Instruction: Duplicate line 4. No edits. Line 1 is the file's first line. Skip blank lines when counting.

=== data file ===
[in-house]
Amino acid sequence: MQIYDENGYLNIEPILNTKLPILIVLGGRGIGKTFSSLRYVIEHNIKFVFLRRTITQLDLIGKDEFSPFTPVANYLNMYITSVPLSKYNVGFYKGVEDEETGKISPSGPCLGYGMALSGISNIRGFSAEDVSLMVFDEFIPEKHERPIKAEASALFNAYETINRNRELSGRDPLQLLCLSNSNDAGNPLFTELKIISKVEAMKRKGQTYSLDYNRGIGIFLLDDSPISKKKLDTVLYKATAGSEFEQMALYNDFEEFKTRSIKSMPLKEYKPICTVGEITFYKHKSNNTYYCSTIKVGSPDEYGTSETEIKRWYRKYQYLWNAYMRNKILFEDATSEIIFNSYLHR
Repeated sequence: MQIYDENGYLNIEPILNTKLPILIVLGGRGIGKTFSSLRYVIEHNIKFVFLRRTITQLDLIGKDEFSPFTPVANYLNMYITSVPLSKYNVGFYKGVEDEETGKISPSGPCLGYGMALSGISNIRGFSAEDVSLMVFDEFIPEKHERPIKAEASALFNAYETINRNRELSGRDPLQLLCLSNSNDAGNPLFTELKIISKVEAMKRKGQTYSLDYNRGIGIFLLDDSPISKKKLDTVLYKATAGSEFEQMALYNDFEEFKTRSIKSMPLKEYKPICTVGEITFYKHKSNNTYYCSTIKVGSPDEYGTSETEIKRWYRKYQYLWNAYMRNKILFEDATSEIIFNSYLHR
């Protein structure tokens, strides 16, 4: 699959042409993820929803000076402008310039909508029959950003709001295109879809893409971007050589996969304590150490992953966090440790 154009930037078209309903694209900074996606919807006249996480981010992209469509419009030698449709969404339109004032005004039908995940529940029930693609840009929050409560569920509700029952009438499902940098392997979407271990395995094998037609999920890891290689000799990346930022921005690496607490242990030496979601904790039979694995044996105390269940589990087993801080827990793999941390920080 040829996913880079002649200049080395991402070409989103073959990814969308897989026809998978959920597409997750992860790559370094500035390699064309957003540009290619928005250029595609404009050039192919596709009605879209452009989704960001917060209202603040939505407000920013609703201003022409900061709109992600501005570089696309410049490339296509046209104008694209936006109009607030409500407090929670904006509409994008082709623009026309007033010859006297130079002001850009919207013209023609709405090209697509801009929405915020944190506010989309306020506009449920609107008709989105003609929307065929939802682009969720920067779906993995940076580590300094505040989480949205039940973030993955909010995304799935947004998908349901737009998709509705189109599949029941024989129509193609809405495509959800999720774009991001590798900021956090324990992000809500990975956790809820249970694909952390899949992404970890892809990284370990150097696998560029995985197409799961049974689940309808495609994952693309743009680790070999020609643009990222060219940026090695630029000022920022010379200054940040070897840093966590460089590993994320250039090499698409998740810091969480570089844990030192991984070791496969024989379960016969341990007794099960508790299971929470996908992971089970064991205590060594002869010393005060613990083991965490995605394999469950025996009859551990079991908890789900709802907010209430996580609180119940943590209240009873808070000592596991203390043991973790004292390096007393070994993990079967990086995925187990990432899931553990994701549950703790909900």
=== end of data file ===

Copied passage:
């Protein structure tokens, strides 16, 4: 699959042409993820929803000076402008310039909508029959950003709001295109879809893409971007050589996969304590150490992953966090440790 154009930037078209309903694209900074996606919807006249996480981010992209469509419009030698449709969404339109004032005004039908995940529940029930693609840009929050409560569920509700029952009438499902940098392997979407271990395995094998037609999920890891290689000799990346930022921005690496607490242990030496979601904790039979694995044996105390269940589990087993801080827990793999941390920080 040829996913880079002649200049080395991402070409989103073959990814969308897989026809998978959920597409997750992860790559370094500035390699064309957003540009290619928005250029595609404009050039192919596709009605879209452009989704960001917060209202603040939505407000920013609703201003022409900061709109992600501005570089696309410049490339296509046209104008694209936006109009607030409500407090929670904006509409994008082709623009026309007033010859006297130079002001850009919207013209023609709405090209697509801009929405915020944190506010989309306020506009449920609107008709989105003609929307065929939802682009969720920067779906993995940076580590300094505040989480949205039940973030993955909010995304799935947004998908349901737009998709509705189109599949029941024989129509193609809405495509959800999720774009991001590798900021956090324990992000809500990975956790809820249970694909952390899949992404970890892809990284370990150097696998560029995985197409799961049974689940309808495609994952693309743009680790070999020609643009990222060219940026090695630029000022920022010379200054940040070897840093966590460089590993994320250039090499698409998740810091969480570089844990030192991984070791496969024989379960016969341990007794099960508790299971929470996908992971089970064991205590060594002869010393005060613990083991965490995605394999469950025996009859551990079991908890789900709802907010209430996580609180119940943590209240009873808070000592596991203390043991973790004292390096007393070994993990079967990086995925187990990432899931553990994701549950703790909900």